A lot has been said about Michael Jackson's THIS IS IT: Father of the year Joe Jackson claims that body doubles were used, his sister LaToya says that Michael would be horrified by the film's release; as a perfectionist, he wouldn't want fans to see him not giving his all, even in a rehearsal. Expectations were high for fans, especially for those who were supposed to see the concert, and many critics were skeptical. After all, Jackson needed this money. These dates were a way to help with his monstrous debt. And since he is one of the most beloved performers of all time, it would be easy, and not surprising at all, for him to simply phone in 50 shows and leave at least a few people satisfied, just happy to catch a glimpse of his former glory.
Well, after seeing the premiering 11:55pm show in Brooklyn last night with my brother, I can tell you this: The King of Pop still had a little fight left in him.
To be honest, I bought these tickets the day they were released a month ago in the hopes that the film would shed some subversive light on his health pre-death. Maybe unintentionally show Michael in a Demerol induced haze, stumbling through rehearsals. Perhaps prove to the world that he was in absolutely no condition to fulfill those 50 planned dates at the O2 arena in London anyway. I am not particularly proud of my initial interest in the documentary, but like most people, I am not completely immune to scandal consciously and unconsciously forming my opinions of someone I have never even met. I was looking for sensationalism. I will admit that. I was looking for a few bittersweet laughs at a fallen legend's expense. I will admit that too. But I got the complete opposite. And I am impressed.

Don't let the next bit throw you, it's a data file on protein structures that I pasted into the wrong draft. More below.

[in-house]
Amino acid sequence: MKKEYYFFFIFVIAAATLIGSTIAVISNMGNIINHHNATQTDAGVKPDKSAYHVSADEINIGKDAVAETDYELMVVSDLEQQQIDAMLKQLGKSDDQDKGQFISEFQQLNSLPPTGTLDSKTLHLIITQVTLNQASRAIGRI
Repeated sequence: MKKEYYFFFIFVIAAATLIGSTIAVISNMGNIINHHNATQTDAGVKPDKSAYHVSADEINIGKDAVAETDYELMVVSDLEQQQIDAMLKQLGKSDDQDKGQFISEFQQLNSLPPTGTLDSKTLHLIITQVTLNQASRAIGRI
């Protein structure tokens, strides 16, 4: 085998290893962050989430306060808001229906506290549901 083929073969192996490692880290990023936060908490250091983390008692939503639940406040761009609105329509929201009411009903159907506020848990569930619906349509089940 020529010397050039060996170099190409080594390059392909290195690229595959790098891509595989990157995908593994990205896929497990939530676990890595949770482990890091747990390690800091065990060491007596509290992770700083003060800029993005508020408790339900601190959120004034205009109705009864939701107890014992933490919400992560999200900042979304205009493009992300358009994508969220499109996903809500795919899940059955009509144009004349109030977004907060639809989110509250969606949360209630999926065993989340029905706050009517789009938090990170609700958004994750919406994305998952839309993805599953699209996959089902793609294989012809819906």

This wasn't funny. Or fucked up. It wasn't even sad, in a pathetic sense or otherwise. Parts of it dripped with melodrama, but that was no surprise, his tastes often lead to that. Really, it was just fascinating. It basically was a run through of the concert that never was, about almost 2 hours of him just planning, singing, dancing and rehearsing his way through the elaborate set. There were explosions, a Swarovski embellished "Billie Jean" costume partially developed by scientists in the Netherlands, that was so bright you needed sunglasses to see it up close (not joking), aerialists hanging from chandeliers, the world's luckiest dancers (one of the best scenes was footage from the auditions held for back up dancers, all of them crying with joy at the prospect of dancing not with, but for the King), amazing musicianship (his female guitarist was particularly excellent, and the band was fantastic) and tons of insane footage that was meant to be projected over the stage for pretty much each song, basically serving as mini music videos, even though the majority of said songs already have pretty amazing music videos to begin with (the "Thriller" one, although filled with great makeup, costumes and special effects, was no match for John Landis' original and the video footage for "Earth Song" had me checking the time a lot).